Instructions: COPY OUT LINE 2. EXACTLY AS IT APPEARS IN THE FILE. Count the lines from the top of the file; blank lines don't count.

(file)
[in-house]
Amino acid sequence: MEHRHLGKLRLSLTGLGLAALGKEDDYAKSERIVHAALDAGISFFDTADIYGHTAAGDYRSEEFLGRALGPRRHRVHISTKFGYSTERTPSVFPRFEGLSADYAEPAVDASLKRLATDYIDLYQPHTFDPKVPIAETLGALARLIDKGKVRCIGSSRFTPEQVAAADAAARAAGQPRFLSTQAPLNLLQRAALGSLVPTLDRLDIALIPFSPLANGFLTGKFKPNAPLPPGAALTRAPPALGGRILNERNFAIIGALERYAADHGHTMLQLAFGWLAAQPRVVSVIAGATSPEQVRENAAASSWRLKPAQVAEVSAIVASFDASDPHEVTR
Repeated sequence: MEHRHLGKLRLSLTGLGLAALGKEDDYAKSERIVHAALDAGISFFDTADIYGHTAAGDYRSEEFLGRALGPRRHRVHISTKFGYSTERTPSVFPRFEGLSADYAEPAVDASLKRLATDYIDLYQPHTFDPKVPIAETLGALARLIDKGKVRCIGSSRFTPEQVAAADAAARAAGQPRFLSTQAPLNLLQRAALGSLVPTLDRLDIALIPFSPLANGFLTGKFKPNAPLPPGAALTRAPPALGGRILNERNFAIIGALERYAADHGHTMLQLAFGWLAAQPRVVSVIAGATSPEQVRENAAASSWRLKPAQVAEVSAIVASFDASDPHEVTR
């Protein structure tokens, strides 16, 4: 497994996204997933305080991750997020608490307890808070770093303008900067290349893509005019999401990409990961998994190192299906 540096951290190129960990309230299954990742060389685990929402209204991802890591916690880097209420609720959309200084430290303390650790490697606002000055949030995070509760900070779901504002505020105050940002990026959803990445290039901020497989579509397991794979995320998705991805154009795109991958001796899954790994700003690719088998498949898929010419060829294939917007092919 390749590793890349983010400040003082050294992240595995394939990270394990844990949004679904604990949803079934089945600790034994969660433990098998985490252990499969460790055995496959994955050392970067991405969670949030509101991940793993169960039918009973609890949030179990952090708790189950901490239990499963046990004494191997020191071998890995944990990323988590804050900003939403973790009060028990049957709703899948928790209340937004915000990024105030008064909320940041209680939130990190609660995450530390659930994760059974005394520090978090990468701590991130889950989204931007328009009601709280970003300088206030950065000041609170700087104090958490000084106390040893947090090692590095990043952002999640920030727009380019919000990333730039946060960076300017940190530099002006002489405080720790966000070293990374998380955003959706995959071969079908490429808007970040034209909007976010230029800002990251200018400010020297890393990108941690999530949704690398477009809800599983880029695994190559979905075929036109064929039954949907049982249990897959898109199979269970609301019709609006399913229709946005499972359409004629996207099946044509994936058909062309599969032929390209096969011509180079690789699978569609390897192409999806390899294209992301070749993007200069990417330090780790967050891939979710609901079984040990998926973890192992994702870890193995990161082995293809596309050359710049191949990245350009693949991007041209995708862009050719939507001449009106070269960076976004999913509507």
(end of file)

Amino acid sequence: MEHRHLGKLRLSLTGLGLAALGKEDDYAKSERIVHAALDAGISFFDTADIYGHTAAGDYRSEEFLGRALGPRRHRVHISTKFGYSTERTPSVFPRFEGLSADYAEPAVDASLKRLATDYIDLYQPHTFDPKVPIAETLGALARLIDKGKVRCIGSSRFTPEQVAAADAAARAAGQPRFLSTQAPLNLLQRAALGSLVPTLDRLDIALIPFSPLANGFLTGKFKPNAPLPPGAALTRAPPALGGRILNERNFAIIGALERYAADHGHTMLQLAFGWLAAQPRVVSVIAGATSPEQVRENAAASSWRLKPAQVAEVSAIVASFDASDPHEVTR